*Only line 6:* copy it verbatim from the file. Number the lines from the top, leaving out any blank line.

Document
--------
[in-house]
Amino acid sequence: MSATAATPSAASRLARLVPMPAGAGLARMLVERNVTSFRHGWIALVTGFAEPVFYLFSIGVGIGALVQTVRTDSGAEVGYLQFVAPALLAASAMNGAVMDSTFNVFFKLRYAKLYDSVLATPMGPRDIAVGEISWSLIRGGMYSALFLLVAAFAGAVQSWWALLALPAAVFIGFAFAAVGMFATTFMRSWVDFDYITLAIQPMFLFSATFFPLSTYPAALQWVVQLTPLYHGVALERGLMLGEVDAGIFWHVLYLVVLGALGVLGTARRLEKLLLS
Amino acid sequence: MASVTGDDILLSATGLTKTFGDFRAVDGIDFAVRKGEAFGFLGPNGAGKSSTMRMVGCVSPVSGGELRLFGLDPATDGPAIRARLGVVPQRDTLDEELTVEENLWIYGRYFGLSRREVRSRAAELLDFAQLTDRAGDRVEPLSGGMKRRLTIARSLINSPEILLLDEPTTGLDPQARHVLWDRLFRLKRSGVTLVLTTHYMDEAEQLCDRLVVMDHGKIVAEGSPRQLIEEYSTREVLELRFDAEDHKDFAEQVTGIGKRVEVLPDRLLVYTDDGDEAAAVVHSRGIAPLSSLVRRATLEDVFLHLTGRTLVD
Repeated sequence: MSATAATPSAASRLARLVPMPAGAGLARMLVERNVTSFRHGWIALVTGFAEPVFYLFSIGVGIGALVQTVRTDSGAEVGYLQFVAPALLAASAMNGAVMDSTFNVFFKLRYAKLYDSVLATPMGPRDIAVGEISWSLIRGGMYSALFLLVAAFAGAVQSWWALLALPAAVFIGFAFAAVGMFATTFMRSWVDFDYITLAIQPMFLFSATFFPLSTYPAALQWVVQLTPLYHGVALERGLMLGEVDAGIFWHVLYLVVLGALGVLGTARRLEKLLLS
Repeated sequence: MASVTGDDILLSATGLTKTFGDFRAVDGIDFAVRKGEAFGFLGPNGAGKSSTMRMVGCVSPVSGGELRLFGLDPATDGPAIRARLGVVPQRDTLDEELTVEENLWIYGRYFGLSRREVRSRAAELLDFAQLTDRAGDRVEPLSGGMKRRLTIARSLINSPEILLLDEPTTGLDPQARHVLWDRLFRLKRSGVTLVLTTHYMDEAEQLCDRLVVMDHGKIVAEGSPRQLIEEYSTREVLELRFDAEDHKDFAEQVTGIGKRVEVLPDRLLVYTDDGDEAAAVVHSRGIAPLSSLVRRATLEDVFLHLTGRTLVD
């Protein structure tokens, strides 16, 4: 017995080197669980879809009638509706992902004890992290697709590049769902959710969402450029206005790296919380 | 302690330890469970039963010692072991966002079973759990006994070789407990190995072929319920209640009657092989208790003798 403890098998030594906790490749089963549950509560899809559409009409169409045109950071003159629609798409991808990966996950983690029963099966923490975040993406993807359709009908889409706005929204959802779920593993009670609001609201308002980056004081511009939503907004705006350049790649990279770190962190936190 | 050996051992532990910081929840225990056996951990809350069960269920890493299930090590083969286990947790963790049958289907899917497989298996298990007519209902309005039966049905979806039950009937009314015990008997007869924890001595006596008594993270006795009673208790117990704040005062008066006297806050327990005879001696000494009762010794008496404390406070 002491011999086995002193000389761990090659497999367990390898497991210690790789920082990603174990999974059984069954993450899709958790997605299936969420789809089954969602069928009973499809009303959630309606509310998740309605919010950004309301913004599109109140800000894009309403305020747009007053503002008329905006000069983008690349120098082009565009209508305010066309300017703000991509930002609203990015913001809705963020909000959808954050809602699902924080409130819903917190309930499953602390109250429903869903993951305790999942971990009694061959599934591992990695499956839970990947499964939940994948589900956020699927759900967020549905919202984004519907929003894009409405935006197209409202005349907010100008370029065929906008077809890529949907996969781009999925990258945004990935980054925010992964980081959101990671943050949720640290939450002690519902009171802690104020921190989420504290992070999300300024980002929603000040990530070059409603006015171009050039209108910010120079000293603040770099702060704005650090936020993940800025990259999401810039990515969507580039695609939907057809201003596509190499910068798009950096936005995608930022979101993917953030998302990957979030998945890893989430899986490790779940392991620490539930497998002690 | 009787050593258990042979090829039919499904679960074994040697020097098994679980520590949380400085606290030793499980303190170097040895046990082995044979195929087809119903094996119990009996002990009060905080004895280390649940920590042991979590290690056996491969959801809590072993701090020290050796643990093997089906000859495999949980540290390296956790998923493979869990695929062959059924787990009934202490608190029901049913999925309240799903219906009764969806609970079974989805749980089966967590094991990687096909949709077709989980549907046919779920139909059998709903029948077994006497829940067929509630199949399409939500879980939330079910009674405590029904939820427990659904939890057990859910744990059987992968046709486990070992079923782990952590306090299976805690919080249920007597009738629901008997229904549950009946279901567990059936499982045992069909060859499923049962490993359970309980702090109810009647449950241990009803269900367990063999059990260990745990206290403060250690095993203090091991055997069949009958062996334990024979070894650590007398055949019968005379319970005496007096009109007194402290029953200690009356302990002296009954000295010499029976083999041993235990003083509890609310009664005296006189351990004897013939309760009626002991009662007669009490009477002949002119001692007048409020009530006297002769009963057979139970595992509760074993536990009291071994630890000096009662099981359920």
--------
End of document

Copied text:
């Protein structure tokens, strides 16, 4: 017995080197669980879809009638509706992902004890992290697709590049769902959710969402450029206005790296919380 | 302690330890469970039963010692072991966002079973759990006994070789407990190995072929319920209640009657092989208790003798 403890098998030594906790490749089963549950509560899809559409009409169409045109950071003159629609798409991808990966996950983690029963099966923490975040993406993807359709009908889409706005929204959802779920593993009670609001609201308002980056004081511009939503907004705006350049790649990279770190962190936190 | 050996051992532990910081929840225990056996951990809350069960269920890493299930090590083969286990947790963790049958289907899917497989298996298990007519209902309005039966049905979806039950009937009314015990008997007869924890001595006596008594993270006795009673208790117990704040005062008066006297806050327990005879001696000494009762010794008496404390406070 002491011999086995002193000389761990090659497999367990390898497991210690790789920082990603174990999974059984069954993450899709958790997605299936969420789809089954969602069928009973499809009303959630309606509310998740309605919010950004309301913004599109109140800000894009309403305020747009007053503002008329905006000069983008690349120098082009565009209508305010066309300017703000991509930002609203990015913001809705963020909000959808954050809602699902924080409130819903917190309930499953602390109250429903869903993951305790999942971990009694061959599934591992990695499956839970990947499964939940994948589900956020699927759900967020549905919202984004519907929003894009409405935006197209409202005349907010100008370029065929906008077809890529949907996969781009999925990258945004990935980054925010992964980081959101990671943050949720640290939450002690519902009171802690104020921190989420504290992070999300300024980002929603000040990530070059409603006015171009050039209108910010120079000293603040770099702060704005650090936020993940800025990259999401810039990515969507580039695609939907057809201003596509190499910068798009950096936005995608930022979101993917953030998302990957979030998945890893989430899986490790779940392991620490539930497998002690 | 009787050593258990042979090829039919499904679960074994040697020097098994679980520590949380400085606290030793499980303190170097040895046990082995044979195929087809119903094996119990009996002990009060905080004895280390649940920590042991979590290690056996491969959801809590072993701090020290050796643990093997089906000859495999949980540290390296956790998923493979869990695929062959059924787990009934202490608190029901049913999925309240799903219906009764969806609970079974989805749980089966967590094991990687096909949709077709989980549907046919779920139909059998709903029948077994006497829940067929509630199949399409939500879980939330079910009674405590029904939820427990659904939890057990859910744990059987992968046709486990070992079923782990952590306090299976805690919080249920007597009738629901008997229904549950009946279901567990059936499982045992069909060859499923049962490993359970309980702090109810009647449950241990009803269900367990063999059990260990745990206290403060250690095993203090091991055997069949009958062996334990024979070894650590007398055949019968005379319970005496007096009109007194402290029953200690009356302990002296009954000295010499029976083999041993235990003083509890609310009664005296006189351990004897013939309760009626002991009662007669009490009477002949002119001692007048409020009530006297002769009963057979139970595992509760074993536990009291071994630890000096009662099981359920």